Third question; does this liberalization bill enhance the coverage of the pension sector? The bill lowers employee threshold from 5 to 1 employee. That will automatically bring in more people whether in a liberalized environment or non-liberalized environment. Do we need a new bill yet this can be accomplished by amending the NSSF Act.

The experience of other economies that have liberalized their economies is more telling: Uruguay coverage fell from 55% to 51% – 8 years after pension liberalization reform. Argentina coverage fell from 45% to 40% – 12 years after reform, Bolivia coverage fell from 19% to 15% – 5 years after reform, Columbia coverage from 24% to 22%.- 5 years after reform.  In fact, 6 of the 8 Latin American countries that tried liberalization had either flat or reduced coverage. Liberalization bill, in its current form, is not needed to enhance coverage of the pension sector.

Forth question; does this liberalization bill enhance the effectiveness of the pension sector? Effectiveness refers to the ability to reach members in terms of value, products, and service points. I.e. making actual differences in member lives.

The bill opens up new benefits that hitherto, had been excluded including health, education and homeownership. However, these can achieved by amending the NSSF Act. Furthermore, an argument is made that competition will force retirement funds to offer better service and products to members.

While there is merit in this argument, we can all agree that Uganda Revenue Authority has improved its services over the years. So has Kampala Capital City Authority and same with Uganda Peoples Defense Forces. Have the foregoing institutions been liberalized to be efficient? What matters is leadership and proper governance. Our members of Parliament should therefore pursue reforms that strengthen governance and efficiency of NSSF instead of seeking to exterminate it.

Fifth question, Does Liberalizing the pension sector increase portability? The issue of portability is being discussed at the East African regional level. The consensus at that level suggests that rather than go for harmonization of laws, reciprocal arrangements are more practical.

NSSF Kenya, NSSF Uganda and NSSF Tanzania Acts already have these provisions. We must all understand that occupational schemes are not retirement funds. These are private arrangements between employers and their staff as a human resources terminal benefits. They are not transferable to other schemes. Neither in Kenya nor in Uganda.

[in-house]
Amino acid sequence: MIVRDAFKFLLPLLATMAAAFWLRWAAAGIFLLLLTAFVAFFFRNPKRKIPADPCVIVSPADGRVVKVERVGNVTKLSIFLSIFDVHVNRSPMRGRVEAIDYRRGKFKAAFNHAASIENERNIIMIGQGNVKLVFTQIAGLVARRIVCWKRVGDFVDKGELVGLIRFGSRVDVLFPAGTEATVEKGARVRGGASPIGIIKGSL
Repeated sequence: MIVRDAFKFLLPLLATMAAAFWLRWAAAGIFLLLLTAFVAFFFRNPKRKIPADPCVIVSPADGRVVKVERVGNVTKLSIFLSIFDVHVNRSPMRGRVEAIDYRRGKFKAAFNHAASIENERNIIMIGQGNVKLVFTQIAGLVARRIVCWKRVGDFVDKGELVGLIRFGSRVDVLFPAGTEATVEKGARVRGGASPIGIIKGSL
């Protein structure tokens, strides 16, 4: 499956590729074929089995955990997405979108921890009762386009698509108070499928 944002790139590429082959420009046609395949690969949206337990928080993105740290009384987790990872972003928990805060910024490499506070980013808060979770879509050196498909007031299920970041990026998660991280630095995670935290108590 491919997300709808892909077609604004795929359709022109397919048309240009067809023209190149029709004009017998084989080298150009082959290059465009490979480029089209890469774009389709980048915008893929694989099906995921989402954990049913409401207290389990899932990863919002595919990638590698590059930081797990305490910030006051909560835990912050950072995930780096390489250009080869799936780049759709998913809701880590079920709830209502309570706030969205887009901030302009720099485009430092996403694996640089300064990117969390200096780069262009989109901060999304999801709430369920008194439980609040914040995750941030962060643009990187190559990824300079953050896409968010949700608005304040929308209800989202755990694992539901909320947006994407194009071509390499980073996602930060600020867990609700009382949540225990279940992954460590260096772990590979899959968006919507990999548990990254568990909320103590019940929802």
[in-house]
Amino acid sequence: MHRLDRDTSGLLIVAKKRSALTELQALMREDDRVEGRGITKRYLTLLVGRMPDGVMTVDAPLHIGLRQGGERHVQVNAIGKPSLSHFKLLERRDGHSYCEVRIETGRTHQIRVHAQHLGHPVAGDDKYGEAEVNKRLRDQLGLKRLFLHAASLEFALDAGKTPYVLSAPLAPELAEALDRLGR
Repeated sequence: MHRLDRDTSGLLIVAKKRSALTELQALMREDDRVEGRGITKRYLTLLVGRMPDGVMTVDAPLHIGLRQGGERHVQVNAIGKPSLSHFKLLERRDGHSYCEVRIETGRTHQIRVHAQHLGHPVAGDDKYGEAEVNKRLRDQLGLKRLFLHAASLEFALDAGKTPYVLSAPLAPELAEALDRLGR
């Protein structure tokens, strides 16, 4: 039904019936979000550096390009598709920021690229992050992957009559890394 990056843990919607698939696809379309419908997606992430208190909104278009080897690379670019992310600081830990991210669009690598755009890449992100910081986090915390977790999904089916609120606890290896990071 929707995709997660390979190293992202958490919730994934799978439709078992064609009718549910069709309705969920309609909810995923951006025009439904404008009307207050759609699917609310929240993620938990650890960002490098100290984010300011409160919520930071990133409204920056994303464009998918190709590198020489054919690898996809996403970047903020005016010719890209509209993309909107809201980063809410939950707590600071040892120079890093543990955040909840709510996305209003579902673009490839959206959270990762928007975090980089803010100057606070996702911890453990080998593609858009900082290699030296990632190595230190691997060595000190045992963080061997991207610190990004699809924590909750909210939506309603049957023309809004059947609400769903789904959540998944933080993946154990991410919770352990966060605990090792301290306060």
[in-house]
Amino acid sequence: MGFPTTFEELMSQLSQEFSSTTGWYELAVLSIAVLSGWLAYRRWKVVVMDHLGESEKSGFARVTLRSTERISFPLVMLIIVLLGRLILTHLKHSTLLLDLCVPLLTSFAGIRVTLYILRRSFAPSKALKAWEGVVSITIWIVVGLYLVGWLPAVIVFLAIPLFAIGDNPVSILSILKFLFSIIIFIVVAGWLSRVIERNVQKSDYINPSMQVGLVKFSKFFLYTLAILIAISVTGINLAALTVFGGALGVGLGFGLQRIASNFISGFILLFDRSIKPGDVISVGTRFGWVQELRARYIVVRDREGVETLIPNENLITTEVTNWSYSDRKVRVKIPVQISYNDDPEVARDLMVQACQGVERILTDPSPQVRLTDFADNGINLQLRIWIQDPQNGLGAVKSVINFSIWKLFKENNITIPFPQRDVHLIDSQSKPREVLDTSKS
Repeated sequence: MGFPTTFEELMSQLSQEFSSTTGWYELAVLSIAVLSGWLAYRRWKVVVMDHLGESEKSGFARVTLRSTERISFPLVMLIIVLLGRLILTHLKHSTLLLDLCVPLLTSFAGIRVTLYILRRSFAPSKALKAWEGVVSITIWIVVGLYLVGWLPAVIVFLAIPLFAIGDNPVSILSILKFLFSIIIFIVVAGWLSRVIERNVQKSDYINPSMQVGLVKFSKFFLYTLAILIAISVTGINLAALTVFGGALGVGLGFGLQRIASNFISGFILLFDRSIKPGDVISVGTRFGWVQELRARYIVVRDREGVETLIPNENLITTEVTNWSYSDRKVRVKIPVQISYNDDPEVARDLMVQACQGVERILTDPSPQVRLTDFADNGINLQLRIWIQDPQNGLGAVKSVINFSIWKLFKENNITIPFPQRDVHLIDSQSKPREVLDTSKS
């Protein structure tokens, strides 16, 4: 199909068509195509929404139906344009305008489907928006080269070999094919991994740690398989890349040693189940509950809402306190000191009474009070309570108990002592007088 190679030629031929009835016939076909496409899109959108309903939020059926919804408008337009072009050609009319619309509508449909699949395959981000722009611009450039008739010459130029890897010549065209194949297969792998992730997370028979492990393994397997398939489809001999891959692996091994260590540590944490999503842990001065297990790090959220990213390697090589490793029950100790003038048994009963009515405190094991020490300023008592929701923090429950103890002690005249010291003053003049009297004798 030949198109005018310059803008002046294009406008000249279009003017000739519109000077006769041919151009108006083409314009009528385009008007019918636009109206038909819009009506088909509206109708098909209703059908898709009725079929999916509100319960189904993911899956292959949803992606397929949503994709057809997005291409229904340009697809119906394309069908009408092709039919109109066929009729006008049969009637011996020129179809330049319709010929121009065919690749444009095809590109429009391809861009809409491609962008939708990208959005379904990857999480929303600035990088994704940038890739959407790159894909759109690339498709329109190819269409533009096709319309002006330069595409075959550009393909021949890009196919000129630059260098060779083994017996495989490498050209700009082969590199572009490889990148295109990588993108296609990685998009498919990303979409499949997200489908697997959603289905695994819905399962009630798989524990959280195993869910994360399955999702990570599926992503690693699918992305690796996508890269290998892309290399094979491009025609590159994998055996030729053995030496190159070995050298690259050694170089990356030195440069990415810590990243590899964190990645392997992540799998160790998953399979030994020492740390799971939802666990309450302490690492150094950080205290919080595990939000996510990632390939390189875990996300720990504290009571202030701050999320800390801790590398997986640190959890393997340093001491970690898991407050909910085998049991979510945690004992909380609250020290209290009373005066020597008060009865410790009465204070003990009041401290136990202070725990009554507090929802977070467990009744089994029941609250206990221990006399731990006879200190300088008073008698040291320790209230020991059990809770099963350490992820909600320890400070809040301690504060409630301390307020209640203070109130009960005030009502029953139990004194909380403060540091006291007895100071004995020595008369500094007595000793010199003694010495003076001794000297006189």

Moving forward, our Parliament should do first things first. i.e. pass the Social Security Policy, from which meaningful reforms of the subsectors can then be made. Secondly, most countries have set a mandatory contribution that is held and invested by national schemes e.g. Malaysia, USA, Kenya, Tanzania, Singapore and South Africa.

These national schemes, provide, a basic safety net that is not exposed to the perils of market forces. The mandate of national schemes, include among others, expanding coverage to otherwise unreachable parts of the society- This helps countries meet the International Labor Organization objectives for security and coverage.  Ideally, the law should maintain mandatory contribution of 15 percent, through existing scheme-NSSF. At a minimum, the basic safety net can be funded with 10 percent contribution from the employer.

By and large, Uganda should provide for the amendment of the NSSF Act by incorporating elements of the bill that are good instead of seeking repeal the NSSF Act. Parliament should move quickly to remove bottlenecks that curtail productivity of NSSF e.g. amend NSSF Act to include coverage of the informal sector, harmonize the laws with the rest of the region and provide for a more practical mechanism that will enable retirement schemes participate fully in the long term development of the country using safe instruments that provide reasonable returns to members.

For example, Malaysia- Roads, the Port, Housing; Tanzania- Dodoma University, Dar es Salaam- Chalinze Dual Carriage way, Mkuranga Power Plant; Singapore-Roads, Kenya: Housing: Nyayo Embakasi. All the foregoing was done through direct borrowings, equity investments and infrastructure Bond.

Uganda can pick lessons from this. If NSSF Act is repealed, what happens to worker safeguards that are built in the Act, e.g. interest rate guarantee? Our Parliament should reflect on this and other many questions. In spite of challenges that have dogged NSSF over the years, a clever option would be to strengthen its management and close gaps in NSSF Act.